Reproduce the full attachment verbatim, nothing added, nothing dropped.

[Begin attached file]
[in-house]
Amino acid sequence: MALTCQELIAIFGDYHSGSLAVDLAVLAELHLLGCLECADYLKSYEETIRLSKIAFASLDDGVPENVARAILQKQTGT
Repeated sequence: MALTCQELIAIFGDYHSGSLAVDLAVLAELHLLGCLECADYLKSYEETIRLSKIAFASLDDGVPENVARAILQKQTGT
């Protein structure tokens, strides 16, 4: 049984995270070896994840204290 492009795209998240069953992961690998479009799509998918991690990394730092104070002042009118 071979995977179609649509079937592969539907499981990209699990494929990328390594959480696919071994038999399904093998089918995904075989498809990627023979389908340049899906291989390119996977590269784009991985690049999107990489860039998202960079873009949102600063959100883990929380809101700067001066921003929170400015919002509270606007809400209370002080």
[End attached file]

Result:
[in-house]
Amino acid sequence: MALTCQELIAIFGDYHSGSLAVDLAVLAELHLLGCLECADYLKSYEETIRLSKIAFASLDDGVPENVARAILQKQTGT
Repeated sequence: MALTCQELIAIFGDYHSGSLAVDLAVLAELHLLGCLECADYLKSYEETIRLSKIAFASLDDGVPENVARAILQKQTGT
């Protein structure tokens, strides 16, 4: 049984995270070896994840204290 492009795209998240069953992961690998479009799509998918991690990394730092104070002042009118 071979995977179609649509079937592969539907499981990209699990494929990328390594959480696919071994038999399904093998089918995904075989498809990627023979389908340049899906291989390119996977590269784009991985690049999107990489860039998202960079873009949102600063959100883990929380809101700067001066921003929170400015919002509270606007809400209370002080």